Archive | hearsay

Wednesday, September 21st, 2016

Tax Attorney’s Conviction Affirmed

The single opinion the Circuit issued today is United States v. Daugerdas, No. 14-2437-cr  (Circuit Judges: Kearse, Walker, and Cabranes).

The defendant was a Certified Public Accountant and tax attorney. He and others designed tax shelters (for wealthy clients) in which the transactions underlying the shelters focused on the transactions tax consequences, not on their profitability. And the tax shelters “generally did not generate meaningful returns.” The defendant was convicted by a jury of seven counts related to the tax shelters (i.e., 1 count of conspiracy to defraud the IRS [§371] ; 4 counts of client tax evasion [26 U.S.C. § 7201]; 1 count of IRS obstruction [id. 7212(a)]; and 1 count of mail fraud [18 U.S.C. § 1341] ).

Interesting though, the jury acquitted Mr. Daugerdas of the 3 counts that charged him with personal tax evasion based on his use of  the tax shelters …

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Categories: fraud, hearsay, tax evasion

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Categories: fraud, hearsay, tax evasion

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Sunday, June 3rd, 2012

That’s What She Said

United States v. Carthen, No. 10-4817-cr (2d Cir. May 23, 2012) (Winter, McLaughlin, Cabranes, CJJ)

Defenant Tyrone Carthen appealed the government’s reliance on hearsay at his supervised release violation hearing. The circuit, finding no error, affirmed.

Carthen was charged with violating his supervised release by beating and threatening his ex-girlfriend, Marquita Cox. The matter was investigated by Carthen’s probation officer, Darcy Zavatsky, who interviewed Cox and other witnesses, and also reviewed various police and court records. At the VOSR hearing, however, the government called only Zavatsky, who was permitted to, over objection, describe what she had learned. Just before the hearing, it emerged that Cox, who had been cooperative at first, was refusing to testify because she did not want to be respnosible for sending Carthen back to jail. Just after the district court decided the case, Cox submitted a letter to the court asserting that she had …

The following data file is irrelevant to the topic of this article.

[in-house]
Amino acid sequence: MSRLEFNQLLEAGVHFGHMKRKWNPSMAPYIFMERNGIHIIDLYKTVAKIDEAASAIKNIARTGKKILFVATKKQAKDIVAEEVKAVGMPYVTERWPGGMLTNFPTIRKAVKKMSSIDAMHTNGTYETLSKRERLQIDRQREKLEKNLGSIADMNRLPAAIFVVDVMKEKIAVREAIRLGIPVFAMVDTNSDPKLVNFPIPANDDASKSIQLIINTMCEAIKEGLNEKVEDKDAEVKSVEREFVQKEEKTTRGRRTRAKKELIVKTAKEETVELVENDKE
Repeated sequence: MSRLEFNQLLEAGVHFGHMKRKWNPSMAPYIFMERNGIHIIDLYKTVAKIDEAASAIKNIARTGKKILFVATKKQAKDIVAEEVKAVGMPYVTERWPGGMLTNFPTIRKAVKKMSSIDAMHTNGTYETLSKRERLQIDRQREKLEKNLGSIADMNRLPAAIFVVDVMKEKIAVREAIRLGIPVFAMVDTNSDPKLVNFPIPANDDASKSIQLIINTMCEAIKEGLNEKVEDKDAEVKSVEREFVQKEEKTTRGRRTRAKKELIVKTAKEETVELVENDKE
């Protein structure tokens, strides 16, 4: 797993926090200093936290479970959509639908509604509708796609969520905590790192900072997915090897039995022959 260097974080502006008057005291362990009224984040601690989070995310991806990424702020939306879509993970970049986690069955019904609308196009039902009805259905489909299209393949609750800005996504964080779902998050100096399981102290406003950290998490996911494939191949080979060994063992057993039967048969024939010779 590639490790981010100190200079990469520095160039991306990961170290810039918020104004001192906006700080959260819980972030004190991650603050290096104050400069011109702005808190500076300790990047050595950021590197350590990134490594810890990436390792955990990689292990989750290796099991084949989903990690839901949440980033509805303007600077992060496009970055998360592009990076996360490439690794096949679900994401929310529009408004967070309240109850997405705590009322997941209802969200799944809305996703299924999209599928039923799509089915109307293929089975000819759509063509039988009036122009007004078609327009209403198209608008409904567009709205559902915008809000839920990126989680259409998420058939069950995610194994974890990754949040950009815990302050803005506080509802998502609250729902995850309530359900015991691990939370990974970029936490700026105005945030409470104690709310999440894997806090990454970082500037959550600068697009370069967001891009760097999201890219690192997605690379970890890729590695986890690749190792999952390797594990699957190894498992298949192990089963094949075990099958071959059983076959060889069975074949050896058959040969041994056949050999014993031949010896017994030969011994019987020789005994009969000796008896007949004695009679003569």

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Categories: good cause, hearsay, supervised release, Uncategorized

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Sunday, June 19th, 2011

Mommy Dearest

United States v. O’Connor, No. 08-5968-cr (2d Cir. June 16, 2011) (Kearse, Pooler, Hall, CJJ)

Linda O’Connor began sexually abusing her daughter, S.O., when S.O. was ten years old. O’Connor also allowed her friend – he was also her occasional financial benefactor and sex partner – George Lang, to do so; O’Connor even sometimes joined in. Lang died of cancer before he could be prosecuted, and O’Connor then passed S.O. on to her landlord, co-defendant Dean Sacco, in lieu of paying rent. Sacco raped S.O. many times, and also took pictures of the abuse. Finally, on two occasions, O’Connor brought S.O. to a motel in Binghamton, where strangers raped her for money, while O’Connor looked on and ordered her to follow the men’s instructions.

O’Connor and Sacco were convicted of various sex trafficking and child pornography offenses; she was sentenced to 30 years and he to life. This opinion affirms …

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Categories: attorney withdrawal, hearsay, severance, Uncategorized

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Saturday, August 14th, 2010

A Bad Call

United States v. Gomez, No. 08-3829-cr (2d Cir. August 4, 2010) (Leval, Pooler, Parker, CJJ)

Here, the improper admission of indirect hearsay resulted in a new trial.


Fred Rivas and a confederate sold 5,000 Ecstacy pills to a confidential informant. They were arrested, and Rivas agreed to cooperate. A New York City detective, Michael Ryan, was permitted to testify about the nature of Rivas’ cooperation; specifically, Ryan testified that he asked Rivas to “call the person who had given him that 5,000 pills,” and that Ryan then dialed Gomez’ number from Rivas’ phone and recorded their conversation. The district court denied Gomez’ hearsay objection to this testimony, and the government ended up using it in summation to directly implicate Gomez as the supplier.

The Circuit’s Decision

The court found that Ryan’s testimony constituted prejudicial hearsay, and rejected with unusually strong language the government’s claim that it admitted the testimony …

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Categories: harmless error, hearsay, Uncategorized

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Wednesday, July 7th, 2010

Kaiser on a Roll